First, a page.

Federal Tax Cuts Could Mean Power Savings for End Users
January 12, 2018
With the signing of the Tax Cuts and Jobs Act of 2017, many state Public Utility Commissions (PUC) are now looking at how the bill will affect the utilities that they regulate. At the heart of the Act is a substantial decrease in the corporate income tax rate from 35% to 21%, effectively lowering the cost of doing business for regulated utilities. Since tax burdens are typically rate-based, meaning that they are passed through to a utility’s customers, most utility customers should be able to expect their rates to go down.
There is, a catch, however. Corporate taxes are taken into account when utility rates are set but in most circumstances these rates must be adjusted by regulators when tax rates are altered. Typically, this is not a major issue, because legislation such as this Act typically takes effect months after signing. With the 2017 bill, however, this is not the case.
For this reason, many state regulators are rushing to implement some type of regulatory reform prior to March, when customers will begin overpaying under most regulatory systems. These actions have ranged from simply directing the utilities to document their costs to actually initiating rate cases. In some states, such as Kentucky, industry groups like the Kentucky Industrial Utility Consumers have filed complaints with the PUC trying to speed the process.
Analysis – A Similar Situation
Functionally, this tax bill is similar to one passed in 1986 that saw corporate tax rates drop from 46% to 34%. It is difficult, however, to determine if customers actually saw their total bills decrease because of the reduction in corporate tax rate.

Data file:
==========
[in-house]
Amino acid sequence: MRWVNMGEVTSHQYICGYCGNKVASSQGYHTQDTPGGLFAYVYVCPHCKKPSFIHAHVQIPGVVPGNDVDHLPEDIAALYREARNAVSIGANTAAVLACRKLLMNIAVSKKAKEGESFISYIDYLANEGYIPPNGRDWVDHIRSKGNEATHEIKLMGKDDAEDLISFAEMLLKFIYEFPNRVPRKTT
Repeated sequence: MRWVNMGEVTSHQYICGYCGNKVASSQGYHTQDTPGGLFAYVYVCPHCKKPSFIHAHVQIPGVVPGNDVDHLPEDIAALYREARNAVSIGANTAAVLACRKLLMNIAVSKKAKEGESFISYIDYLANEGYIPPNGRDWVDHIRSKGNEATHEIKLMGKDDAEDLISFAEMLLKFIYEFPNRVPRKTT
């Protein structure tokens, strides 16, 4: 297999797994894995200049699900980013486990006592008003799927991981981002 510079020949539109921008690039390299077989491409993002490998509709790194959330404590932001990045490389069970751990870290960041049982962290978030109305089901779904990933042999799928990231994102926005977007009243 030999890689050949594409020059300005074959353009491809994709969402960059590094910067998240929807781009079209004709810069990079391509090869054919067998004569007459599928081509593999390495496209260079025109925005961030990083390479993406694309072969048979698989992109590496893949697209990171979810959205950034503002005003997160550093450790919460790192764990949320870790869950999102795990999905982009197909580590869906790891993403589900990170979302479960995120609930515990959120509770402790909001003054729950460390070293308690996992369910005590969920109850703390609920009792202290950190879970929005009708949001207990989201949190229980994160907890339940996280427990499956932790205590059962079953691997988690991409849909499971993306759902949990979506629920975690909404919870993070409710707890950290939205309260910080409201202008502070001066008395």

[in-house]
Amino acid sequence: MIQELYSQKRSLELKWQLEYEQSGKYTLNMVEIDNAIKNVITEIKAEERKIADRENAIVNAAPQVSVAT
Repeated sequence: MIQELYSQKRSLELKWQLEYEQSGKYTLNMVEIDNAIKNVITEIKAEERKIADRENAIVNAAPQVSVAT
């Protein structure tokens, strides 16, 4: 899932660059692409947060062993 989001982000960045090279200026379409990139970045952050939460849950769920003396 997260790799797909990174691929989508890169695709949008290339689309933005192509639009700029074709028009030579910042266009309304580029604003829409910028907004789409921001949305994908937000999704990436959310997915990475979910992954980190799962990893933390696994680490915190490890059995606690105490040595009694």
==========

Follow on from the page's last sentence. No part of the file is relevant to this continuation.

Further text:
Three conclusions can be drawn from the charts illustrated here. First, the early-1980s was a difficult time in U.S. monetary policy. The differences between the real and nominal charts indicate more volatility than we are used to seeing today. For example, in 1987, residential customers saw their power costs increased by nearly one half of a percent, though this amounted to a 2.5% decrease in costs when inflation is removed. This volatility makes drawing hard numbers from this data rather difficult.
Second, from looking at the real chart, we can see that while power costs did decrease in the year after the 1986 bill was signed, they did not do so in a way that was especially unique for the time. In fact, aside from a few exceptions, power costs across all sectors decreased dramatically and consistently from 1983–1990.
Lastly and most significantly, industrial users tend to be on the cutting edge of any rate-changes, usually seeing the largest decreases/increases in their cost of power. This is not accidental, but rather a feature of the ratemaking process, wherein residential customers are often sheltered from price increases at the expense of being unable to take advantage of many cost decreases. Commercial rates typically lie somewhere in middle.
In summary, while it is clear that regulators across the country are attempting to start processes that will lower power rates for regulated customers, it is unclear how much end-users will benefit. What is clear, however, is that while these rate cuts will most likely be seen across all sectors, they will most likely be concentrated with industrial customers. It is also unknown if states that have experimented with performance-based ratemaking will now seize this as an opportunity to do so. Current power prices in most parts of the country are not seen as too burdensome, and rather than directing the saved money toward end-users, moving savings toward reliability and resilience projects is also a distinct possibility.